“Over half of the people alive today on the earth are subsisting on under $2 a day of income. And a lot of them are really hungry,” said invited speaker Richard Morrison at the Kyrene Corridor Rotary meeting last Monday.
Morrison is chairman of Arizona State University’s Morrison Institute for Public Policy Board of Advisors.
And, according to Morrison, with the world population projected to increase from 7 to 9 billion by 2050, things are only going to get worse. “We’re going to need to feed two more Chinas by 2050 and one more China by 2030. The best minds I know—plant scientists, agribusiness specialists, and academics—say we cannot do it. The world cannot do it. We simply will not be able to meet this goal if the current constraints on technology and trade remain in effect.”
Contributing to the deficit, said Morrison, “are at least three Gs—greed, geography, and governments—which are a problem, along with the four Ws—wars, weather, and our seeming wilting willingness to achieve the goal. All of these things have combined to prevent this most basic of human aspirations from becoming a global reality.”
Morrison, who has also served on the boards of the National Advisory Council on Rural Development for the U.S. Department of Agriculture and the American Agricultural Law Association, is a trustee with the Farm Foundation in Illinois, which, together with the New Harvest Initiative, released the Global Harvest 2011 GAP (Global Agricultural Productivity) Report earlier this year. Morrison shared and discussed several of the report’s observations, findings, and conclusions with the Rotarians.
“There is a gap between how we are growing and what is going to be needed to keep the world fed,” said Morrison.
Frustrating to him, however, is that “this global agricultural deficit comes after a time of technological and scientific advancements—wonderments, really—that have allowed us to grow bigger and better crops more quickly, efficiently, and economically.” But these technological advances available in the US are incredibly difficult to get into the countries that need them most. “Part of the answer is going to be in exporting technology, which has been much more successful than exporting food.”
Adding to the problem is increasing lack of freshwater availability, which “is identified as one of the biggest challenges to increasing food production around the world,” said Morrison.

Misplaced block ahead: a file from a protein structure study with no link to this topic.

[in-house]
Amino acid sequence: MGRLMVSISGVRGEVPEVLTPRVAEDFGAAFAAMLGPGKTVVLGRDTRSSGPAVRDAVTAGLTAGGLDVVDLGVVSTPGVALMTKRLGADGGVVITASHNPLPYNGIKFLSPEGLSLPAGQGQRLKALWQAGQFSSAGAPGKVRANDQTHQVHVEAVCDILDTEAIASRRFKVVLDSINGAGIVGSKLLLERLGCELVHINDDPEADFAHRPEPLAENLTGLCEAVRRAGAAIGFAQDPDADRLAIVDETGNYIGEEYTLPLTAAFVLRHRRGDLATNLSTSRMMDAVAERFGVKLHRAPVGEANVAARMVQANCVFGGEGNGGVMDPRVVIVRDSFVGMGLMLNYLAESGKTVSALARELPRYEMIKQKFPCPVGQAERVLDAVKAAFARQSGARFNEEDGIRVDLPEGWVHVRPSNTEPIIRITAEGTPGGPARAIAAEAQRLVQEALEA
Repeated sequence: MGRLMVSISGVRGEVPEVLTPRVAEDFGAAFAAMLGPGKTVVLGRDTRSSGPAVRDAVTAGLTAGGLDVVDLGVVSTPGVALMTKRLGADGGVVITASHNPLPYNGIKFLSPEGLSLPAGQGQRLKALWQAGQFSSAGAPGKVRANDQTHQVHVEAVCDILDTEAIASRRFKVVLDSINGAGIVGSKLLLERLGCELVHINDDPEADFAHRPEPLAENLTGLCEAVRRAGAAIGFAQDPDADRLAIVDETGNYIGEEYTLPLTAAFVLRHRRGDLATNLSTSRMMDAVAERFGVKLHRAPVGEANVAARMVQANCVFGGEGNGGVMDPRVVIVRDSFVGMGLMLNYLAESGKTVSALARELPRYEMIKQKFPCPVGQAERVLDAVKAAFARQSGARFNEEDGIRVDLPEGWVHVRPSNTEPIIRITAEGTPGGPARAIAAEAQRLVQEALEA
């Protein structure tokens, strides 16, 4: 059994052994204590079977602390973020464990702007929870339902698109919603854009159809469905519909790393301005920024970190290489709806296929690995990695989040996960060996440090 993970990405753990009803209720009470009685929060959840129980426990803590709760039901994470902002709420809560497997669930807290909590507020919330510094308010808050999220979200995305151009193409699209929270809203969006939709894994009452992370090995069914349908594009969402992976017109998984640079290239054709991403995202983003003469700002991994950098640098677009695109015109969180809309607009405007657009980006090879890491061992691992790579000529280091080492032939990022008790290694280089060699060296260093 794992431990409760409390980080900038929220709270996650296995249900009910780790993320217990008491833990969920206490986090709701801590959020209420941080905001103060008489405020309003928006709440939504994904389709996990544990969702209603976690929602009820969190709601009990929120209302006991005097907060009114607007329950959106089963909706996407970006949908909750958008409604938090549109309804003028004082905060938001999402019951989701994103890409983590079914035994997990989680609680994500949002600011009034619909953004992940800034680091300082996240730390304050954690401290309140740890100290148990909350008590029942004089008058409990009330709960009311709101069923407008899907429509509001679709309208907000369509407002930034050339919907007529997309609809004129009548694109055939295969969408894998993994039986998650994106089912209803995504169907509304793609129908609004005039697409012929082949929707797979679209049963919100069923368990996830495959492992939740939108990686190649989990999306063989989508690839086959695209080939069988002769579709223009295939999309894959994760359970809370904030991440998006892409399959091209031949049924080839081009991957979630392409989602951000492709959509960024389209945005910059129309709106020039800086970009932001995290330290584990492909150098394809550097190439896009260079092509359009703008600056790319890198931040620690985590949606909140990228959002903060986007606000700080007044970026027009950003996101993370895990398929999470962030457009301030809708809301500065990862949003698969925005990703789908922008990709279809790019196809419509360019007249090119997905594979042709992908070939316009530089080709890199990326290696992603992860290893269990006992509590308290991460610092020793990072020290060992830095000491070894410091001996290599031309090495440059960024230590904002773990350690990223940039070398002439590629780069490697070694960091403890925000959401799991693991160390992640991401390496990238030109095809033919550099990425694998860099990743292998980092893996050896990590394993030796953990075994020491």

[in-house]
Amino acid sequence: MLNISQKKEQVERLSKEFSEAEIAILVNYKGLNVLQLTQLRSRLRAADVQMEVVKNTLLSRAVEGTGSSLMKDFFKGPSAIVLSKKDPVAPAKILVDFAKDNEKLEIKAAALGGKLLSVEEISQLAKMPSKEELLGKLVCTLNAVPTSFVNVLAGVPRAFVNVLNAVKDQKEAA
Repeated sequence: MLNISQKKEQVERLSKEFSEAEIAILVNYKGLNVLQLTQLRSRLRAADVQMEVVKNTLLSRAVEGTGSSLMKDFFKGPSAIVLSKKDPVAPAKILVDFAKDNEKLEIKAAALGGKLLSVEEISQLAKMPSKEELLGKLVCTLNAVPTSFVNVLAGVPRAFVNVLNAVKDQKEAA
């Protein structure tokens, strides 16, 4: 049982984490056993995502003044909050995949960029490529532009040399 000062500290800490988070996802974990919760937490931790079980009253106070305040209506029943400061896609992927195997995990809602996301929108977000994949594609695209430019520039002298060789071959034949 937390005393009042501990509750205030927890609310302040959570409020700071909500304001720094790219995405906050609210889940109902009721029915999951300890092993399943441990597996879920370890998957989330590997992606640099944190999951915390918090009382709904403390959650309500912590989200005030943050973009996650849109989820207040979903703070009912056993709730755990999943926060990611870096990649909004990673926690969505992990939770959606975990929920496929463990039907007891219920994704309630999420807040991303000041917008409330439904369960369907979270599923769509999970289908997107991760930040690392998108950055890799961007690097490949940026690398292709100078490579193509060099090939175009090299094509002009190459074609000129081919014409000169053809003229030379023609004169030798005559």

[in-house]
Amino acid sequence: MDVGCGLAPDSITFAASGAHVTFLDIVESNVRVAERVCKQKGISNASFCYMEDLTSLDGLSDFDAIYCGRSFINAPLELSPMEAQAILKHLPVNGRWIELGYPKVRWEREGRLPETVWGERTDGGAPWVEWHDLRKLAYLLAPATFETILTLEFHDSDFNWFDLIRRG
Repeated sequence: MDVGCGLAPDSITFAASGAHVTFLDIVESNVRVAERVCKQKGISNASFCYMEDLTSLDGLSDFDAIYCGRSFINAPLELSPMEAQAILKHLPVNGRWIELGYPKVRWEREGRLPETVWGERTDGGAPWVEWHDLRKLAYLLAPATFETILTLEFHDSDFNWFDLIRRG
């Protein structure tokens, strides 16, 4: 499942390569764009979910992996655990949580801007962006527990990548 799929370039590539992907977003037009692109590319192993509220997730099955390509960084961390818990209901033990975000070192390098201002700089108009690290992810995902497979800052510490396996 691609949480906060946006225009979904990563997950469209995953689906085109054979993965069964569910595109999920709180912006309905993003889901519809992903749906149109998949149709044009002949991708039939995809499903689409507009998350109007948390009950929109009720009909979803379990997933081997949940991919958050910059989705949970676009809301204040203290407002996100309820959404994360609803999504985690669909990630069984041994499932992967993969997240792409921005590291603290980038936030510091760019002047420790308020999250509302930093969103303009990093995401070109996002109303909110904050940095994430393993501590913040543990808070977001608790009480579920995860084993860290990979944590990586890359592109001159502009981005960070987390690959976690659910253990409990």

He did offer a bit of good news. According to the GAP Report, worldwide agricultural production will have to double by 2050 to keep up with population demands. To meet this goal, output must grow annually at a rate of 1.75%. While in 2010 the growth rate was only 1.4%, in 2011, it increased to 1.74%, nearly reaching the goal.
“But this is a number that has to be maintained every year. We have to increase this productivity every year by that 1.75% in order to double output. The concern is that we don’t think that this annual rate will last unless we achieve some political breakthrough in the continuation of research and the use of technology,” said Morrison.
He acknowledged that the findings of this report are debatable.
Some believe, for example, that there will actually be food surpluses while others question the safety of certain technological agricultural advances, such as genetic modification of plant-based food.
But, to Morrison, this thinking both ignores current international hunger problems and fails to look past local concerns to consider the larger global problem.
“More and better food has got to be our mantra,” said Morrison. “The world must try to meet rising demand without growing agriculture’s environmental footprint, and we’ve got to grow more crops without using more gallons of water in this time of climate change.”
The GAP report emphasizes five “universal essentials for feeding the world,” including supporting research and development to create science-based technologies, supporting the widespread adoption of technologies, investing in critical infrastructure to ensure food gets to market, removing trade barriers, and fostering an environment for private-sector investment in the problem.
Ultimately, Morrison’s goal is for his audience to feel the urgency and to become more aware of how US policy affects the larger, global problems. “Feed the world must become our collective call to duty, our achievable and measureable goal in real terms.”
The GAP Report will be updated every year for the next 40 years and is available to read in its entirety at www.globalharvestinitiative.org.
The Kyrene Corridor Rotary Club meets Mondays at 12:10 PM, except holidays, at the Kobe Japanese Steak House (SW Corner of Elliot and Hardy). Upcoming speakers include Eric Iwerson, who will present on local bike paths (May 21), and Denny Barney, who is running for Maricopa County Supervisor (June 4).